Done Going Dutch — Heineken Acquires Remaining 50% of Lagunitas

Michael Kiser

In an announcement today first published by Beer Business Daily's subscription-only email, it was confirmed that Heineken has acquired the rest of Lagunitas. The pair had previously entered into as a 50/50 “joint venture for global expansion of the Lagunitas brand." Shortly after, Lagunitas Founder Tony Magee told a room full of California brewers at a guild meeting that Heineken had options to take more in the future, despite his assurances that this was an independence play for the brand.

Those walls eventually became an obstacles to growth, says BBD. 

In a blog post on the Lagunitas website, Magee went on to explain:

“Some who don’t fully understand it all may say it is selling out,” Magee writes. “Truth is that we did then, and are now ‘buying in.’ Money has value and equity has value too. I am using Lagunitas’ equity to buy deeper into an organization that will help us go farther more quickly than we could have on our own.”

How Heineken acquiring the remaining 50% of Lagunitas enables Magee to buy deeper into a company like Heineken is a bit baffling, but it mirrors his language used from day one as he worked to avoid the “sellout” tag he applied to so many other acquisitions that came before his own.  However, his reluctance toward simpler acquisition deals seems to only have slowed the eventual reality. The relationship between Heineken and Lagunitas now much more closely resembles the AB InBev/Goose Island acquisition that started it all.

In that deal, founder John Hall and brewmaster Greg Hall of Goose stayed on with AB in an advisory role for their growing interests in craft. Since then, the High End re-formulated its strategy for craft, and used the experience and credibility of Goose Islanders as an onboarding tool for new acquisitions. Goose even went on to “acquire” the Virtue Cider brand Greg Hall started after his departure from Goose Island.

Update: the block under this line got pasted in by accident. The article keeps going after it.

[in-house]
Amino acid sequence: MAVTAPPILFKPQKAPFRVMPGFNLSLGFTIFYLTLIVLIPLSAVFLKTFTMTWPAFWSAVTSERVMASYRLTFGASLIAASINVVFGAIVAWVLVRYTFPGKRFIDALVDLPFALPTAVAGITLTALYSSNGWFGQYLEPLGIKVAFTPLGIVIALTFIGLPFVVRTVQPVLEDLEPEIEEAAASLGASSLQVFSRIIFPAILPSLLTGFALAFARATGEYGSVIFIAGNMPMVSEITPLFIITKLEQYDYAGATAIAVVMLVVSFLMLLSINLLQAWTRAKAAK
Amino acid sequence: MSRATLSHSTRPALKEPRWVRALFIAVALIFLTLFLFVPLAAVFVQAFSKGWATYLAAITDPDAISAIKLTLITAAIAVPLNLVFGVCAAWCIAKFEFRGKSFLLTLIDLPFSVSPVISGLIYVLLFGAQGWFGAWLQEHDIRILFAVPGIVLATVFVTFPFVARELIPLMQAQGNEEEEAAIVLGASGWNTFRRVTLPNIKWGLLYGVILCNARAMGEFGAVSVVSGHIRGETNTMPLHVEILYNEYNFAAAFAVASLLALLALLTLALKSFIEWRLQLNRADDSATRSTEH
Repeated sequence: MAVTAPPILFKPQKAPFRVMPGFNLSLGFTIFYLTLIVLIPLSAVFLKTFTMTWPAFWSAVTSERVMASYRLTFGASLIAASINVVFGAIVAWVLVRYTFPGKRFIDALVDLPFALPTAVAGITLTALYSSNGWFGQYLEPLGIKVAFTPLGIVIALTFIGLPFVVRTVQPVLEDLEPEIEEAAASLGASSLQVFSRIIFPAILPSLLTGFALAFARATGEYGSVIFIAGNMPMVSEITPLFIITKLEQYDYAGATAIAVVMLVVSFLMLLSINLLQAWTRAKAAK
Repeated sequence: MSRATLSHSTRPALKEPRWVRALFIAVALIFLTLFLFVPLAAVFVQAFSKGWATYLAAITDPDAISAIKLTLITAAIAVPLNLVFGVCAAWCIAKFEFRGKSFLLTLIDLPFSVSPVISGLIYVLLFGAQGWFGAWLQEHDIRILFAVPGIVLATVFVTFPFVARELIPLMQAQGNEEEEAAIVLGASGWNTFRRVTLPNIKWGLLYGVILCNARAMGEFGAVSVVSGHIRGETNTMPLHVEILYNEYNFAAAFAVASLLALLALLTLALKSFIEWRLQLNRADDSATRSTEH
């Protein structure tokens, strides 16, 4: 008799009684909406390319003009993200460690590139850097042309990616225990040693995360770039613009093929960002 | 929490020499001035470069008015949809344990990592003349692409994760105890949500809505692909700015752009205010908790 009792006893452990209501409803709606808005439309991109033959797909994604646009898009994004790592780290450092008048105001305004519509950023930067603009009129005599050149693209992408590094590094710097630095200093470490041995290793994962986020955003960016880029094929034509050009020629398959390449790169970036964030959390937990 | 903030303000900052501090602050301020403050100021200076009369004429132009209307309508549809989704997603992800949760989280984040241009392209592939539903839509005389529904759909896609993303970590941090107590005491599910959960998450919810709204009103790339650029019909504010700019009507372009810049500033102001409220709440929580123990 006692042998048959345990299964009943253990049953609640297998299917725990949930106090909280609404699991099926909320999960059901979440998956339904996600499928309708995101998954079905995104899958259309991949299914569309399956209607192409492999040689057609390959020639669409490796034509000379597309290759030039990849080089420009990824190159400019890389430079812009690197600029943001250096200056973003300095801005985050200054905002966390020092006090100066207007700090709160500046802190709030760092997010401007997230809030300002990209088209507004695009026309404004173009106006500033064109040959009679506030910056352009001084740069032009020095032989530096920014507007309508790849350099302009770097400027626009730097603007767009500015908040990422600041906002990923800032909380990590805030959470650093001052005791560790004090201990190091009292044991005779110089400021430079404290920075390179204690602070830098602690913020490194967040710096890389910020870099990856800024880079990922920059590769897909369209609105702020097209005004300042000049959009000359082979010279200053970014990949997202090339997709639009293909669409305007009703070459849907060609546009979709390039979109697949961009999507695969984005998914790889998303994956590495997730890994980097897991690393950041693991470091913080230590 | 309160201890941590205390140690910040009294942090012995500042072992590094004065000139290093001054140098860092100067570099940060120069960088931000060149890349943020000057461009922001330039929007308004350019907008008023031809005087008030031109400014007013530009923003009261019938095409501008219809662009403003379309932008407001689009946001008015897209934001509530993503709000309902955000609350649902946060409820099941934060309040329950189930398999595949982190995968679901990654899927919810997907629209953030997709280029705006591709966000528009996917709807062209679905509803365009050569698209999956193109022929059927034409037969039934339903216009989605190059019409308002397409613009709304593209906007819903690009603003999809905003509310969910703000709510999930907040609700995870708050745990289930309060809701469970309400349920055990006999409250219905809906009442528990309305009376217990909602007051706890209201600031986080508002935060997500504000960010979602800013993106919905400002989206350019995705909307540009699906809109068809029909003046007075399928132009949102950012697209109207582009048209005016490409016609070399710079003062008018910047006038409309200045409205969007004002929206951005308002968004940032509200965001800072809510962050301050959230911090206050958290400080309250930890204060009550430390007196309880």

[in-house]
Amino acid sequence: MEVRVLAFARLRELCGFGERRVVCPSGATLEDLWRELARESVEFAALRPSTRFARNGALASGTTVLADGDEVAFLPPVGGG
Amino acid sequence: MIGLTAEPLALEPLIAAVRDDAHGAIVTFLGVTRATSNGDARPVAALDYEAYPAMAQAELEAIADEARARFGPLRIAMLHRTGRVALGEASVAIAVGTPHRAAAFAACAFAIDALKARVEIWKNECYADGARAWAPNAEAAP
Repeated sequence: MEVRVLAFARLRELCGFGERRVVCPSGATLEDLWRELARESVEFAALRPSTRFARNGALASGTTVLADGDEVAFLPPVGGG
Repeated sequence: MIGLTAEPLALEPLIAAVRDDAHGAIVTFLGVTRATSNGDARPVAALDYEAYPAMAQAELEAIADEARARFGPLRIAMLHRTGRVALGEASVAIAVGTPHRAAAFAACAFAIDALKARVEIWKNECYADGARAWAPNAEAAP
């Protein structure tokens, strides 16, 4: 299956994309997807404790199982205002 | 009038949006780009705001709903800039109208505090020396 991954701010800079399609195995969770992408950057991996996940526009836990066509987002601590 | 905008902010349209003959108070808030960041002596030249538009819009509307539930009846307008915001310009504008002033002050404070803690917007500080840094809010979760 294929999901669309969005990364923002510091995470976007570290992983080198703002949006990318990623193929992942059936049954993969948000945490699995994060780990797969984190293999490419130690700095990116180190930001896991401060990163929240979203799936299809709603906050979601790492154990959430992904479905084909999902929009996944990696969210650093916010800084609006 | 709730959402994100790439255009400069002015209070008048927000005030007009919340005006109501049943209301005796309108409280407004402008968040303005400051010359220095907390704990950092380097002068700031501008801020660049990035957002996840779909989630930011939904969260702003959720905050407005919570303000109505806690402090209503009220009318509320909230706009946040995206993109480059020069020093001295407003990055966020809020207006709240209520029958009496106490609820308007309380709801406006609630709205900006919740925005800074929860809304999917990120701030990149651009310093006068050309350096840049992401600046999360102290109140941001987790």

In a remarkably similar story, albeit slower and with more cognitive dissonance throughout, Magee is now taking on what they describe as a “leading advisory role as Director of Global Craft to Heineken and its Executive Board on the global and local craft strategy,” exactly as the Halls did. Likewise, Lagunitas has gone on to acquire stakes in smaller brands itself, including Independence Brewing Co. in Texas and Moonlight Brewing Co. in Santa Rosa, California. The affects of this full acquisition on those subsidiaries remains to be seen, but Magee tried to assure BBD that those brands are totally under Lagunitas’ umbrella, which was interpreted as a sort of “High End” portfolio play.

In his blog post about the now-completed acquisition, Magee weirdly compares the move to the story of Jonah, in which a cowardly prophet who refused the Lord's command was thrown overboard by his shipmates when they realized his presence on the boat was causing God's wrath in the form of a storm. Only by tossing Jonah out—into the belly of a whale, no less—did their journey return to normal. In Magee's version, "You hafta imagine Jonah standing on the gunnel of the storm-tossed ship and intentionally leaping into the mouth of the whale to embrace the transformation and emerge to become his own destiny."

Magee then goes on to say that the Heineken deal has worked out so well because of the Dutch approach to colonialism being more geared toward partnerships than control. "It’s actually a cultural thing as far as I can tell, unique to the Dutch. How, I ask rhetorically, is it that a kinda tiny lowland country ever became a global colonial power?" Problematic colonialism metaphors aside (if we must), the Dutch Empire was known for deriving its value and influence from controlling international shipping routes—a method of competition that Magee has both railed against, and now seems happy to employ.

Perhaps most telling is the shift in reporting hierarchy, which the Chicago Tribune’s Josh Noel summarizes like so:

“Lagunitas CEO Maria Stipp, who previously reported to Magee, will now report to Marc Busain, president of Heineken in the Americas. Three American craft breweries in which Lagunitas has bought a stake will continue to report to Stipp. Magee has said he intends to invest in more American craft breweries.”

Lagunitas and Heineken USA in particular will be working “shoulder to shoulder,” which is likely necessary in the increasingly competitive top-end of the U.S. craft market being aggressively pursued by AB InBev.

As Magee is fond of saying, “the future will not be like the past.” He may still believe that’s true as he helps Heineken march one of the largest craft brands in the world across the globe and reshapes the beer world as we know it. But as his deal, supposedly like none other, incrementally starts to look like a conventional acquisition in slow motion, the part of the future that may be most different is the speed at which things continue to change around him.

—Michael Kiser